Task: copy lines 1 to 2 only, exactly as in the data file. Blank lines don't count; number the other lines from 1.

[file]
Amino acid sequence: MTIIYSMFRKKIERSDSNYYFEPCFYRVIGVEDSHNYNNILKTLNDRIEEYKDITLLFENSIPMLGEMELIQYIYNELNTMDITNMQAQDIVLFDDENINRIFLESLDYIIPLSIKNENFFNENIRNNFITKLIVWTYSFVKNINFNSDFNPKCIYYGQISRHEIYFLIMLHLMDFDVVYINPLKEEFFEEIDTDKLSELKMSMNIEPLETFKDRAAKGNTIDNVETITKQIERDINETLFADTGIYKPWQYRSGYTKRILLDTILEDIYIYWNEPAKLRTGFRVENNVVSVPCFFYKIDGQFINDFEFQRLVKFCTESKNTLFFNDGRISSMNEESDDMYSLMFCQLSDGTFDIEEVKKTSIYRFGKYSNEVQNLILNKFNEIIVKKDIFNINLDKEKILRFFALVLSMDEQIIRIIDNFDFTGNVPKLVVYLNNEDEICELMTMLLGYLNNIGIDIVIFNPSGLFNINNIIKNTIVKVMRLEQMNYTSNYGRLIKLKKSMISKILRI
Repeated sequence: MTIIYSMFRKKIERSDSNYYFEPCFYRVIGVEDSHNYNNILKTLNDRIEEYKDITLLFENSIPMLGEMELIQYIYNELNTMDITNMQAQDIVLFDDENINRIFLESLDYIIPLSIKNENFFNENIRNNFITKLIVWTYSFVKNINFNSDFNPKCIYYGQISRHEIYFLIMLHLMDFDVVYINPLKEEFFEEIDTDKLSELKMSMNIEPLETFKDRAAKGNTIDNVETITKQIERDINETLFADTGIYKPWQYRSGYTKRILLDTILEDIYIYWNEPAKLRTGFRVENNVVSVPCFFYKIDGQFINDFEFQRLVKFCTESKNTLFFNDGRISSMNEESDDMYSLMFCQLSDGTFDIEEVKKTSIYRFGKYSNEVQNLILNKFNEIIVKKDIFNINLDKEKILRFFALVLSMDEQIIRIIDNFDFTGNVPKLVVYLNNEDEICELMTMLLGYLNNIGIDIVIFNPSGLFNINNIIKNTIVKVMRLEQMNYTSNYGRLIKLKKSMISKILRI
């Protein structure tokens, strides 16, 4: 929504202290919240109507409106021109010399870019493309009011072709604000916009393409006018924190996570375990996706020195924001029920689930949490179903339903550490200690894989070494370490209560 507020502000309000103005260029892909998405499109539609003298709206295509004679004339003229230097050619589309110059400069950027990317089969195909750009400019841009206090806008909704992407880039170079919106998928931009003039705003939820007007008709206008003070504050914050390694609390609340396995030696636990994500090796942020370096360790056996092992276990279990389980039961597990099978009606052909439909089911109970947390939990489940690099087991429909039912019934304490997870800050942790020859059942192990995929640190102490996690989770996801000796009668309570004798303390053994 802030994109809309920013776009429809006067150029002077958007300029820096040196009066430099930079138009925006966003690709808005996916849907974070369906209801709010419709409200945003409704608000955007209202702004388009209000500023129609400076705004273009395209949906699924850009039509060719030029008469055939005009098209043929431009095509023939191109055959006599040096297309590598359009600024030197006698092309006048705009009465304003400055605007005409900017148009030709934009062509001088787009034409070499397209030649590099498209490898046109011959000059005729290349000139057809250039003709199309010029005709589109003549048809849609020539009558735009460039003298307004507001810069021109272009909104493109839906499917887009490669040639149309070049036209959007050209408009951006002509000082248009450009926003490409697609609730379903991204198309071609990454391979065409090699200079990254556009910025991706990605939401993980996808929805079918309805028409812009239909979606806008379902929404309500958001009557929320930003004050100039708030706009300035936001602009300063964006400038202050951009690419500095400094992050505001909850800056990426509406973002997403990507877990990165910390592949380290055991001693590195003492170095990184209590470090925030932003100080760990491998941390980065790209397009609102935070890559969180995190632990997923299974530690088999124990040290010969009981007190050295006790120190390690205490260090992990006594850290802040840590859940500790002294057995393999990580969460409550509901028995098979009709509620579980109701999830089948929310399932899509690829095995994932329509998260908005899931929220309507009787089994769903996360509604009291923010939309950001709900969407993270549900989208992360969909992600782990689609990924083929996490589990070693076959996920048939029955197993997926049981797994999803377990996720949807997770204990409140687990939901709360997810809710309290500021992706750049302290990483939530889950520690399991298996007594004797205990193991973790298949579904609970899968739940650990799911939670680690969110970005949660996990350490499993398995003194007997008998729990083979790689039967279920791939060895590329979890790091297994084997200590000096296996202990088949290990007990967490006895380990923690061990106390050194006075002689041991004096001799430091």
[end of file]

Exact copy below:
Amino acid sequence: MTIIYSMFRKKIERSDSNYYFEPCFYRVIGVEDSHNYNNILKTLNDRIEEYKDITLLFENSIPMLGEMELIQYIYNELNTMDITNMQAQDIVLFDDENINRIFLESLDYIIPLSIKNENFFNENIRNNFITKLIVWTYSFVKNINFNSDFNPKCIYYGQISRHEIYFLIMLHLMDFDVVYINPLKEEFFEEIDTDKLSELKMSMNIEPLETFKDRAAKGNTIDNVETITKQIERDINETLFADTGIYKPWQYRSGYTKRILLDTILEDIYIYWNEPAKLRTGFRVENNVVSVPCFFYKIDGQFINDFEFQRLVKFCTESKNTLFFNDGRISSMNEESDDMYSLMFCQLSDGTFDIEEVKKTSIYRFGKYSNEVQNLILNKFNEIIVKKDIFNINLDKEKILRFFALVLSMDEQIIRIIDNFDFTGNVPKLVVYLNNEDEICELMTMLLGYLNNIGIDIVIFNPSGLFNINNIIKNTIVKVMRLEQMNYTSNYGRLIKLKKSMISKILRI
Repeated sequence: MTIIYSMFRKKIERSDSNYYFEPCFYRVIGVEDSHNYNNILKTLNDRIEEYKDITLLFENSIPMLGEMELIQYIYNELNTMDITNMQAQDIVLFDDENINRIFLESLDYIIPLSIKNENFFNENIRNNFITKLIVWTYSFVKNINFNSDFNPKCIYYGQISRHEIYFLIMLHLMDFDVVYINPLKEEFFEEIDTDKLSELKMSMNIEPLETFKDRAAKGNTIDNVETITKQIERDINETLFADTGIYKPWQYRSGYTKRILLDTILEDIYIYWNEPAKLRTGFRVENNVVSVPCFFYKIDGQFINDFEFQRLVKFCTESKNTLFFNDGRISSMNEESDDMYSLMFCQLSDGTFDIEEVKKTSIYRFGKYSNEVQNLILNKFNEIIVKKDIFNINLDKEKILRFFALVLSMDEQIIRIIDNFDFTGNVPKLVVYLNNEDEICELMTMLLGYLNNIGIDIVIFNPSGLFNINNIIKNTIVKVMRLEQMNYTSNYGRLIKLKKSMISKILRI